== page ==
18. nyyfaninlaaland 5 years ago

    Problem is this isn’t an issue of roster moves, but thanks for playing.

    Salary caps don’t provide competitive balance any better than what has happened in MLB. All salary caps would do is reduce the share of revenue going to player payroll, which is already lower in MLB than most other sports. The issue really is one of revenue disparity. And that’s largely due to the fact that MLB has by far the highest % of revenue as local revenue. It’s unfortunate, but are the owners of NY and Boston supposed to just agree to hand over ever increaasing shares of their revenue to other clubs?

    The fact is that over the last few seasons the Rays have consistently been one of the most profitable teams in baseball. And not just in % terms, but in actual net dollars. With revenue sharing structured the way it is, teams at the low end of the local revenue ledger are getting around $70 million before they sell a ticket. Another example of very superficial reporting by Bodley – who’s employed by MLB, meaning the Commish’s office.

    One thing that needs to happen is a poor tax. For teams like the Marlins, who take in that $70 mil and spend about 1/2 that on payroll, there needs a be a cut in their revenue sharing receipts and a redistribution to teams in the mid markets that aren’t pocketing the cash. The Marlins and other clubs should be allowed to cut payroll to the bone when they’re rebuilding, but the other teams – and that means all the other teams – shouldn’t have to finance their decision. The most profitable team in baseball over the last few years? Those same Marlins!

    Revenue sharing is a decent system, and perhaps some tweaks could expand the cash pool for the smaller revenue clubs. There’s probably room for some additional sharing. But the fastest growing area of MLB revenue is the Central fund from national TV, Internet, etc., and is shared equally by all 30 clubs.

    The fact is the Rays aren’t going to have to cut payroll in 2011 – they will choose to do so because they can. What dynamic is negatively impacting their revenue streams? If Tampa area fans won’t go to games to see one of the best teams in baseball – 1/4 of who’s home games are against 2 of the other best teams and the 2 of the best road draws in the game – there may be something wrong with Tampa as a baseball market.

    • You hit the nail on the head about 9 times! I agree strongly on the revenue sharing – it’s a great idea but there is no rule forcing teams to spend their money on rosters only. Maybe the league should demand that they spend on the roster or we will take the excess and build those poor bastards in Minnesota a roof over their new “Snowbowl”.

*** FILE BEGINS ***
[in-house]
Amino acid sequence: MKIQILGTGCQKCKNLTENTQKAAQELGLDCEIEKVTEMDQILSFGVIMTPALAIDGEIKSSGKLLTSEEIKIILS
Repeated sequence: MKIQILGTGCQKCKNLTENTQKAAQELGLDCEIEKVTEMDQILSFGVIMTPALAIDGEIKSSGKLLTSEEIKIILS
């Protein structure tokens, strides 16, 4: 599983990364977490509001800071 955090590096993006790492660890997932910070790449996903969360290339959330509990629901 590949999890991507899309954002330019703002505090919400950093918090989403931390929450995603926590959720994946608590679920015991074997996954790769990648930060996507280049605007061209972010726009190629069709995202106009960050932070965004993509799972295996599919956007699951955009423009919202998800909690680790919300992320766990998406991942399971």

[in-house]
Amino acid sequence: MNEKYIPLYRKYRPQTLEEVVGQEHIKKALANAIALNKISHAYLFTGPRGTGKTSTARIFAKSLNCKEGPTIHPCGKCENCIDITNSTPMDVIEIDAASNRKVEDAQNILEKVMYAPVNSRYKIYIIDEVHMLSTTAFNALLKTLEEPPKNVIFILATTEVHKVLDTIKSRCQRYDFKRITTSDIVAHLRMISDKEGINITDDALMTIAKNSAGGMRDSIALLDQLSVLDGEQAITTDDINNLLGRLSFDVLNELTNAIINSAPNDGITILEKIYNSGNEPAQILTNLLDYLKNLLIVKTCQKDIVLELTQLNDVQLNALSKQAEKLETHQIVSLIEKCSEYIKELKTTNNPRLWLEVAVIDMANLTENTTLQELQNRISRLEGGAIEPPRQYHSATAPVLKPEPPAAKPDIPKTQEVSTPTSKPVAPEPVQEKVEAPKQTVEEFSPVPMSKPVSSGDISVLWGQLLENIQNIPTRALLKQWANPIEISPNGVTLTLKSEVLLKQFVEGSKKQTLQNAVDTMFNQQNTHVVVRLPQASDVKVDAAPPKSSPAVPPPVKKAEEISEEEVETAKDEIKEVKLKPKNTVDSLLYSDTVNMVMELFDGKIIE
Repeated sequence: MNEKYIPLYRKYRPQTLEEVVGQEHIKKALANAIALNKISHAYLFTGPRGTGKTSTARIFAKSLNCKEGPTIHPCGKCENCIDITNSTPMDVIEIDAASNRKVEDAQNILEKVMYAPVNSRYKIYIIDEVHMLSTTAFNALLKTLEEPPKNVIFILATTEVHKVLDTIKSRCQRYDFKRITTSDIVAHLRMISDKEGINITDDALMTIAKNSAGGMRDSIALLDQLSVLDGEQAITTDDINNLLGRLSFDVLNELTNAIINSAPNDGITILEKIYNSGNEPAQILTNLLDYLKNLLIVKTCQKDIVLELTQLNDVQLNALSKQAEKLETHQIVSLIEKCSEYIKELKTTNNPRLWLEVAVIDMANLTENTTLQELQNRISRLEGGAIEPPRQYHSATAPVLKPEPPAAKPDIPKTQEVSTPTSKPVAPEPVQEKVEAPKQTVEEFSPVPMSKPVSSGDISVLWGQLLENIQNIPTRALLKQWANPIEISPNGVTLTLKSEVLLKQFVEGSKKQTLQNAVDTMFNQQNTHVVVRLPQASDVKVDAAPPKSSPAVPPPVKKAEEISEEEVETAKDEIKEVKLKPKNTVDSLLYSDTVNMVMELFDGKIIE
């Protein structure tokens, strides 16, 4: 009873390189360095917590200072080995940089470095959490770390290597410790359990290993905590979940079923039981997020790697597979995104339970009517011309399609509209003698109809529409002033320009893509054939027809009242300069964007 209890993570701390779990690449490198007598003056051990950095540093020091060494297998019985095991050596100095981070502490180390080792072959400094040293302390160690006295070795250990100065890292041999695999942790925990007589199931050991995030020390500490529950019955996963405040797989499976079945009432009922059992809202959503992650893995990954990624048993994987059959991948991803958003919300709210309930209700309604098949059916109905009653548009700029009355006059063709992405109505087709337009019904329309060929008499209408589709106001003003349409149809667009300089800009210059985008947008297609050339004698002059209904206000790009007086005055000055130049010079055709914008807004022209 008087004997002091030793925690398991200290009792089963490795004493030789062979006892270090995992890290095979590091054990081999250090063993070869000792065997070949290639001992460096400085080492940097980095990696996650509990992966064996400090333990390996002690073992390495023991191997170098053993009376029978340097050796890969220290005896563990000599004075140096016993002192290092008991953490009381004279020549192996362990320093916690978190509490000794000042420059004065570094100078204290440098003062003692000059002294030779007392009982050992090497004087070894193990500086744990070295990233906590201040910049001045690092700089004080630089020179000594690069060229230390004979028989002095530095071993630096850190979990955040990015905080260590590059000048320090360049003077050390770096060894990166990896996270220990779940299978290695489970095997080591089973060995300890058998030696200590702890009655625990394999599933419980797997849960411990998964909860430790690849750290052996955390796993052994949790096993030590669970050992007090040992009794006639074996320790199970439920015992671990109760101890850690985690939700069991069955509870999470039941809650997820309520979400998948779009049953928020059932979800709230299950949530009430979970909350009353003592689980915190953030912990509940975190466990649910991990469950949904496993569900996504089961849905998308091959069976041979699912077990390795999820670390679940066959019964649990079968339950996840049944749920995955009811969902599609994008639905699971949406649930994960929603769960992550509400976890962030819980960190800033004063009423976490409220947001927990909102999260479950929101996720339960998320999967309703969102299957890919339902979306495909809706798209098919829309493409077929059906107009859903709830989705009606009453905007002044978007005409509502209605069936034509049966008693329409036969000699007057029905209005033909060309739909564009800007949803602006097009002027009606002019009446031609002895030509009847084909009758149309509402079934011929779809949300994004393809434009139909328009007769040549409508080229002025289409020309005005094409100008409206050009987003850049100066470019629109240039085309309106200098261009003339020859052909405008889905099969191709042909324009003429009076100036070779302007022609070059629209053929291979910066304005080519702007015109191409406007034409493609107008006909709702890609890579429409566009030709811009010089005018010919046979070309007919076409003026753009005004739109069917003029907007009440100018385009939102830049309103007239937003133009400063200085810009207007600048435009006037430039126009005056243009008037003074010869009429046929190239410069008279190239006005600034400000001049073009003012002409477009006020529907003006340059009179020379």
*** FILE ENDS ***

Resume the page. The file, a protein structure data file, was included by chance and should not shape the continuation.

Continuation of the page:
• cman 5 years ago

        smacks forehead. Dude….. Minnesota’s winter weather is comparable to Chicago and Detroit AND New York City for that matter. Yes it is slightly colder, but the Twins have played outdoors there before. Remember Met Stadium? And yes…. you can play baseball in 40 degree weather in April & Sept. in Minneapolis/St. Paul. Its not that big of a deal and it won’t be a “Snowbowl”.

    • You hit the nail on the head about 9 times! I agree strongly on the revenue sharing – it’s a great idea but there is no rule forcing teams to spend their money on rosters only. Maybe the league should demand that they spend on the roster or we will take the excess and build those poor bastards in Minnesota a roof over their new “Snowbowl”.

  19. AngeloCerilli 5 years ago

    And what would the big market teams do with a cap exactly? Sorry A-Rod sorry Jeter we have to drop you? Its WAYYYYY too late for MLB to really do anything at this point, they created a monster in the system and there seems to be no clear viable option that wouldnt require MLB to go into a cave for a few years.

    • Ricky Bones 5 years ago

      Obviously, contracts would be grandfathered in.

  20. Slightly off topic, but: Why does everyone undervalue Carlos Pena? Tons of strikeouts, yes. But also a great OBP and tons of HRs. I mean, isn’t the POINT on the game to score runs? Runs are what win you the game. So, if you have a good OBP yr giving yr team the chance to knock you in; and, if yr hitting HRs, yr scoring runs and, perhaps, knocking others in! It’s f’n simple! What does it take to get some well-deserved respect in baseball? Not to mention that Pena plays terrific defense. That seems to always be left off the table.